Step 9. Add a new dataset to act as a source for the filter parameter

There are several choices we can use for creating filters. We could allow the user to simply key a value to use into a text box. It is also possible to hard code a list of values, for example “Yes” and “No”. In most cases though, you will want to create a filter based on a set of values in the database, which is what we’ll do in this lab.

Here we’ll apply a filter for the Region. To do so we’ll first need to create a dataset to supply this list from the database. In the Report Data window (if it’s not visible pick View->Report Data from the main BIDS (aka Visual Studio) menu) right click on Contoso and pick “Add Dataset”.

clip_image002

Give the new data source a good name. Here we can use Region.

We have several choices for a data source; here take the default of Text (which means we’ll just enter a query).

In the Query area we have many choices. Even though there is a designer built in, the best way is still to use SQL Server Management Studio to create and test your query, then paste it in here.

SELECT [RegionCountryName]
  FROM [ContosoRetailDW].[Report].[V_Regions]
 ORDER BY [RegionCountryName]

Once you’ve entered the above, click OK.

Step 10. Add the Region parameter

Now that we have a new dataset, we need to add a parameter to apply to our filter. Still in the Report Data window, right click on the Parameters and pick “Add Parameter”.

Give the parameter a good name. This is the variable name you’ll use elsewhere to refer to this item. Remember it, as you’ll need it later! Make sure it has no spaces and follows other typical guidelines for naming variables. For this example we can use the word Region.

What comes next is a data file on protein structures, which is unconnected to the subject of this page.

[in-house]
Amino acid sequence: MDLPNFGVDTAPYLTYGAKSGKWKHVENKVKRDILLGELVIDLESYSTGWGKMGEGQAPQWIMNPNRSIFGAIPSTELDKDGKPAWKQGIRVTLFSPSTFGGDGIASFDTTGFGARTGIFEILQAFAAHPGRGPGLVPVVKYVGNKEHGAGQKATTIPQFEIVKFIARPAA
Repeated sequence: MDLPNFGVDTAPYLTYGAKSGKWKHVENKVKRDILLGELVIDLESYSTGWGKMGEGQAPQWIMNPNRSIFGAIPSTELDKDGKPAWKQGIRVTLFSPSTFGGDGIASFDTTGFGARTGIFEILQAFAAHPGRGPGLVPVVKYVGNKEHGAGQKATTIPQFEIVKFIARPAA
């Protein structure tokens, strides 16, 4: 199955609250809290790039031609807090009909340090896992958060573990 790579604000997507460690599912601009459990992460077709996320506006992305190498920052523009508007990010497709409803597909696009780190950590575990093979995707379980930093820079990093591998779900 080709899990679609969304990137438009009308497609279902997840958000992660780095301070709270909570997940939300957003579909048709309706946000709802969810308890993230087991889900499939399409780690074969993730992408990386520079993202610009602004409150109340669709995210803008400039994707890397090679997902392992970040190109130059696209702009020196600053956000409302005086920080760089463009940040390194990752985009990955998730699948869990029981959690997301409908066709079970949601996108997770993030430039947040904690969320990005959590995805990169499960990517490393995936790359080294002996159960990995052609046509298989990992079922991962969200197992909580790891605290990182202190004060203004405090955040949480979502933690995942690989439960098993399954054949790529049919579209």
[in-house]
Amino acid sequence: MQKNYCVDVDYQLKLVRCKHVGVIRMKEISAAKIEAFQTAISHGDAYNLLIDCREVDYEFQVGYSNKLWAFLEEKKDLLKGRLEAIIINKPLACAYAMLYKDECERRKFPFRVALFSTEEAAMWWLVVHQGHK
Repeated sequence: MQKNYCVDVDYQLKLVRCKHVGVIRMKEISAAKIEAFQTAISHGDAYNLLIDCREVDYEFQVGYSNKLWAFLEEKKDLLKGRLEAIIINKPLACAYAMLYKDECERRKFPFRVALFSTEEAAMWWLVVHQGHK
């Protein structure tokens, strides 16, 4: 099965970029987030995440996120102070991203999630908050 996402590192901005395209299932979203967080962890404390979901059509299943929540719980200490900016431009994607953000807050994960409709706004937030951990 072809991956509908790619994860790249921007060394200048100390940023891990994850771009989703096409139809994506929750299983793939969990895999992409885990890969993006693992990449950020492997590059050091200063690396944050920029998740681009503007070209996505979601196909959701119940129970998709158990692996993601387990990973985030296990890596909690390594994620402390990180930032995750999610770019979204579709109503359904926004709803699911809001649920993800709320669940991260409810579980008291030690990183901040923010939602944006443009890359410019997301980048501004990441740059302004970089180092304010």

Next you want to supply a prompt. This is the message shown on the report beside the parameter selection control. For our example let’s use “Select a Region to work with:”

You should now indicate the data type for the parameter. There are only a few you can pick from, for this though the default of Text will do fine.

Users often want to see multiple items on a report, but not all, so we’ll allow them to pick more than one by checking on the “Allow multiple values” check box. Your parameter window should now look like:

clip_image004

Next we need to tell the report where to get the data from. On the Available Views area, select the “Get values from a query” option. Then pick the new dataset we created, the Region one.

Below this you will see the Value field and Label field options. Frequently when dealing with data we have primary key data, such as an INT, that is needed to link data together. But we also need a human readable value, something that the users can see and understand.

A good example is the classic Employee table. You have an EmployeeID and an EmployeeName. For the value field, you’d pick the EmployeeID, but for the Label field you use the EmployeeName.

In this particular case, we are using the same field for both, and it’s perfectly valid to do so. Just pick “RegionCountryName” for both Value and Label drop downs.

clip_image006

For the rest of this example, know that we won’t do anything with Default Values or the Advanced Area. In the Default Values we can pick or set a value to be the default, and the Advanced lets us determine how often we need to refresh the source data for our parameter.

Step 11. Adding the Region Parameter to the report dataset

Next we’ll need to do two things to add the parameter to the dataset. First, right click on the main reports dataset and go to Dataset Properties.

Since we want to apply this parameter at the database level, we’ll need to add it as a parameter to our SQL query. In the query area of the Dataset Properties window enter:

SELECT [FiscalYear] 
     , [ProductCategoryName]
     , [ProductSubcategory]
     , [Region]
     , [TotalAmount]
  FROM [ContosoRetailDW].[Report].[V_SubcategoryRegionTotalsByYear]
 WHERE [Region] IN (@pRegion)